"We have all been critical of Chomsky’s ideas, to a lesser or greater extent, but we cannot ignore them, especially because they are the basis of the new research field of Biolinguistics which has been developed in parallel with Biosemiotics. By a strange coincidence, the journals that bear their names, Biolinguistics and Biosemiotics, have even started regular publication together, in 2008.
The crucial point is that both fields regard language as a natural phenomenon and claim a scientific approach to its study. Two different philosophies can remain entrenched forever into antagonistic positions, but two scientific disciplines are bound to look for dialogue, testing, confrontation and, ideally, for a synthesis of their ideas. Such a process, however, requires not only individual contributions but also collective discussions, and that is precisely the purpose of this collective letter.
I am sending in attachment the draft of a paper [here, C.E.] that proposes a synthesis of the two fields and I invite each of you to express your opinion. If you want to comment on the paper I shall be grateful, of course, but you can also ignore it and just express your ideas on the issue in question. The purpose of this consultation is to get a realistic picture of the feelings that exist today in Biosemiotics in respect to Biolinguistics, and I hope therefore that you will accept to comment on this point. Many thanks in advance for your attention and for your contribution."
Now Barbieri has compiled a file with the ensuing discussion, and asked me to post it here. You can download the the file here.
Barbieri kindly mailed me a version of his revised manuscipt, "On the Origin of Language - A synthesis of Biolinguistics and Biosemiotics", of February 11, 2010, that you can download here. Noam Chomsky and members of the Biosemiotic community are acknowledge.

Wednesday, February 3, 2010

Call for papers: Special issue of Hortus Semioticus

See our call for papers below (plus here). Note that graduate students and young scholars are particularly encouraged to submit. As my fellow guest editor Riin Magnus writes in an email, we hope seniors in the field can help by spreading the cfp to potentially interested students and young professionals. We would like to express...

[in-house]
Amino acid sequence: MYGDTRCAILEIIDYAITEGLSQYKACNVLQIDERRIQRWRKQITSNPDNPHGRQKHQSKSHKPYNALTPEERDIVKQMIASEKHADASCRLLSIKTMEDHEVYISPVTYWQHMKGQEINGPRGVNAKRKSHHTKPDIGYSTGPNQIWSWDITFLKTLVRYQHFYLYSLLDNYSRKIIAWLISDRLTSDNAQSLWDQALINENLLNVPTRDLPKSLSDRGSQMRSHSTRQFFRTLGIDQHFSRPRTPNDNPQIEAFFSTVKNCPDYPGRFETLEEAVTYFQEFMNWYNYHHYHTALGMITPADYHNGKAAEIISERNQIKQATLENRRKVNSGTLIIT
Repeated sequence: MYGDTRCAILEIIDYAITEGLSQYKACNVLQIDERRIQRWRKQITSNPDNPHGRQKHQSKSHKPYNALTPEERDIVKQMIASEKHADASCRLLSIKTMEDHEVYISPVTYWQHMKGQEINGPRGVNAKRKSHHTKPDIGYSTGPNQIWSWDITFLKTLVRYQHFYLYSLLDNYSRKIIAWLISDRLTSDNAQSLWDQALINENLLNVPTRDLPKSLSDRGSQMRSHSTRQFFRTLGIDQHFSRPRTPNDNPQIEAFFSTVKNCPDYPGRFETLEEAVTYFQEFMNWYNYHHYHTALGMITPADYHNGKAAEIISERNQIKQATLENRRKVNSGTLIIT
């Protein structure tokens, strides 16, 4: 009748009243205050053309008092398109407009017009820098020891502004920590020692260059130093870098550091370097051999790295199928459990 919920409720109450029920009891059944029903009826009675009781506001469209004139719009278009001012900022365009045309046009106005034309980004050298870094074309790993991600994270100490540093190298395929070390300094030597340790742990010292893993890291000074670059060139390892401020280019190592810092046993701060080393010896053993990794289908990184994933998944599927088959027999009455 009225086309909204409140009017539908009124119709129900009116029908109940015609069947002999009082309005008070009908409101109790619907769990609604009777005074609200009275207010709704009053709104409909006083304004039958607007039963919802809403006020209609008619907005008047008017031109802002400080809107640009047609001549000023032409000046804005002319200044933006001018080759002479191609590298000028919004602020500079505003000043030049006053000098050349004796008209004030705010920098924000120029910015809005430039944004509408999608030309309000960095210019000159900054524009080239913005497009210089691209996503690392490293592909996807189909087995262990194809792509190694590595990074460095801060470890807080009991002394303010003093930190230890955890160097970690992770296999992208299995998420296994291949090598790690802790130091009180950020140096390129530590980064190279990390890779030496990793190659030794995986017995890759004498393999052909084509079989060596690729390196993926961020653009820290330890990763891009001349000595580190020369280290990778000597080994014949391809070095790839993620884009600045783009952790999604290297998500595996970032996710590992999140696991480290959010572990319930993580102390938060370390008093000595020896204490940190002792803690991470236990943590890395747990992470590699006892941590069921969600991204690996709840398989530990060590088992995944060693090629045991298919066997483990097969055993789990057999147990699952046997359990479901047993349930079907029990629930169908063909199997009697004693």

...that we would thereby also like to form and strengthen the network of graduate students working in the semiotics of nature or similar fields.


Hortus Semioticus
Guest editors: Riin Magnus, Nelly Mäekivi and Morten Tønnessen

Hortus Semioticus is an online academic journal of semiotics - the study of signs and sign processes. In Tartu, Estonia, where the student journal is based, nature has long accompanied culture as a topic for semiotic inquiry (cf. the fields known as biosemiotics, ecosemiotics, and zoosemiotics). The driving force behind the journal is curiosity and the joy of inquiry. Around the summer of 2010 the journal will publish a special issue on the semiotics of nature (meaning living nature, rather than physical nature). We are inviting papers on the topics of meaning, value, communication, signification, representation, and cognition in and of nature (ranging from the cellular level to the global scene). We encourage originality within a scientific framework which emphazises the semiotic aspects of the life processes alluded to above. Not least, we strongly welcome submissions from other fields (besides, beyond or beneath semiotics). Graduate students and young scholars are particularly encouraged to submit. Contributions (5-20 pages) should be written in English or Estonian and sent to the guest editors by May 1st, 2010. Prior to that we're expecting an abstract (100-200 words) plus 3-5 keywords by April 1 2010. Please find further instructions here. Email addresses of the guest editors: (Riin Magnus), (Nelly Mäekivi) and (Morten Tønnessen)

Thursday, January 7, 2010

More special issues

The online Tartu journal Hortus Semioticus will later this year publish a special issue on various forms of semiotics of nature (biosemiotics, ecosemiotics, zoosemiotics). Guest editors: Nelly Mäekivi, Riin Magnus and myself. The issue will feature an English language interview with Kalevi Kull.

About to appear right now is the Sign Systems Studies special issue on zoosemiotics (guest editors: Dario Martinelli and Otto Lehto).

Update on special issue 'Semiotics of perception'

The special issue of Biosemiotics 'Semiotics of perception' will appear as no. 2, volume 3, in August (guest editors: Kati Lindström and myself).

After a few changes have been made, the authors now include:
David Abram
Kalevi Kull
Kati Lindström
Timo Maran
Renata Sõukand & Raivo Kalle
Morten Tønnessen
Wendy Wheeler
Ane Faugstad Aarø

Abram's contribution is a chapter ("The discourse of the birds") from his forthcoming book Becoming animal: An earthly cosmology, to be published August 24th.